On 24th April, 2012 Google rolled out a new update called ‘Penguin’ which was intended to target webspam in Google’s search results. This update will supposedly target websites which spam the SERPs by indulging in tactics which violate Google’s quality guidelines.
The update will target about 3% of search queries. According to Google Webmaster Central blog:
In the next few days, we’re launching an important algorithm change targeted at webspam. The change will decrease rankings for sites that we believe are violating Google’s existing quality guidelines. We’ve always targeted webspam in our rankings, and this algorithm represents another improvement in our efforts to reduce webspam and promote high quality content. While we can’t divulge specific signals because we don’t want to give people a way to game our search results and worsen the experience for users, our advice for webmasters is to focus on creating high quality sites that create a good user experience and employ white hat SEO methods instead of engaging in aggressive webspam tactics.
The intentions were noble. For last 1 year we have seen Google take many measures through which it claims to clean up the search results. Panda updates, paid link messages etc. were all part of Google grand scheme of things to curb the menace. But did they really succeed?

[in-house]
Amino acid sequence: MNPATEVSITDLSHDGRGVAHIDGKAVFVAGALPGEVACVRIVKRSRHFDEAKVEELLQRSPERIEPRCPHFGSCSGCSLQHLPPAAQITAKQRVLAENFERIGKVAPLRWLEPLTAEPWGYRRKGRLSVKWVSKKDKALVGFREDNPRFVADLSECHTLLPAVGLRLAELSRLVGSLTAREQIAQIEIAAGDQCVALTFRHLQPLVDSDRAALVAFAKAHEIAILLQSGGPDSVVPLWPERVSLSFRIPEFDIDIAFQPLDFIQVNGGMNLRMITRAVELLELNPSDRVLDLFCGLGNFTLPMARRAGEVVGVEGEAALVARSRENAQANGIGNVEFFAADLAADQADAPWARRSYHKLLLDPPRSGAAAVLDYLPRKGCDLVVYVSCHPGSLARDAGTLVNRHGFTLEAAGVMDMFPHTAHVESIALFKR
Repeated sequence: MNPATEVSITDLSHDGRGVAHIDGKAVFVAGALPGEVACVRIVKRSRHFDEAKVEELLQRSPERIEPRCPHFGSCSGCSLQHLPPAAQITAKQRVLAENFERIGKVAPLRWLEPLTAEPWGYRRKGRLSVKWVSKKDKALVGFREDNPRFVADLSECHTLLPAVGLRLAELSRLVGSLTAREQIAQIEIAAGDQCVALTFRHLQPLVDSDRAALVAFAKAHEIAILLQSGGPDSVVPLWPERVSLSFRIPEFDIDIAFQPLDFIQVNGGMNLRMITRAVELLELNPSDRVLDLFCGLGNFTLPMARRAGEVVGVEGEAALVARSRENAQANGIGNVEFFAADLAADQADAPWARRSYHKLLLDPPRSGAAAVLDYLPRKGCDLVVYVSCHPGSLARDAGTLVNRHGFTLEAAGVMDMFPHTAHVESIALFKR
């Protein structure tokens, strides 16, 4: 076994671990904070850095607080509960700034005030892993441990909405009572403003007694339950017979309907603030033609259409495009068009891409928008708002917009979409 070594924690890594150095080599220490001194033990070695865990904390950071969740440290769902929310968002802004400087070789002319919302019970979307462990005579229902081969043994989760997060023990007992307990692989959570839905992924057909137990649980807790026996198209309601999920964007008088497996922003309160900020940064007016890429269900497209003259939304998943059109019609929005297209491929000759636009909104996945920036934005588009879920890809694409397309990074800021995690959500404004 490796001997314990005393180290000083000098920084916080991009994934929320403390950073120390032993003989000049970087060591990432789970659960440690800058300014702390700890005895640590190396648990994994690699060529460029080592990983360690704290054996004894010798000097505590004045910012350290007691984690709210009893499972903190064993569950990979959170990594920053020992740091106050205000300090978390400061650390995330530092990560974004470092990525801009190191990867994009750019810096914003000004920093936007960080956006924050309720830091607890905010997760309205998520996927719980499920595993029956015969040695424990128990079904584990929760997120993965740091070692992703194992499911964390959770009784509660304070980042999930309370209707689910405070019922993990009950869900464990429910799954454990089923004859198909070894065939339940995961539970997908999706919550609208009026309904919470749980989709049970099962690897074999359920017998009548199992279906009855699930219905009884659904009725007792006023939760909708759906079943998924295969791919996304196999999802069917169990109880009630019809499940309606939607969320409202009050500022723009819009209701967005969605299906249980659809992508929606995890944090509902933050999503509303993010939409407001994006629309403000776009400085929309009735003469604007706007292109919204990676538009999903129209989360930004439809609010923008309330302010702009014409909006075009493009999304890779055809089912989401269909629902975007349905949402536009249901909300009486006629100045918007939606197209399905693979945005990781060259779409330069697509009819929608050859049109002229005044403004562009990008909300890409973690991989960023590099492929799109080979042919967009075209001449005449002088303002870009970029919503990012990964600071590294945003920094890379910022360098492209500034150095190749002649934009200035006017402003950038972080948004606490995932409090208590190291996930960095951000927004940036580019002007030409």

Panda was targeted at content farms. While many small publishers were punished and they never really recovered, we saw big time publishers regain almost everything. We still see results from content farms. Maybe tad less from pre-panda times but still significant.
The initial reactions to Penguin update have been thoroughly negative. If the outcome was to weed out spam, we still have to see it. Many genuine sites have been caught in this update. Their crime? No one quite exactly knows.
At Enovabiz Solutions, we analyzed top twenty sites for a niche to see the losers and gainers. All the sites had same kind of link profile. Link exchanges, article directories, web directories, Press releases and some of them even had paid links. But the Penguin update affected one of the most established sites. Even the new sites with blatant paid links were rewarded.
So where did the Google go wrong? One thing is for sure that Google has made a huge mistake with this update.
The question is will it own up the mistake and rectify it?
The jury is still out on this one. Till that time losers can just wait for some time to see if any more updates will restore their rankings.
Oh yes, one more thing if you really trust Google and think that your site was unfairly penalized then you can fill up this Feedback Form on Google’s recent algorithm update (“Penguin”) and hope for any positive reply.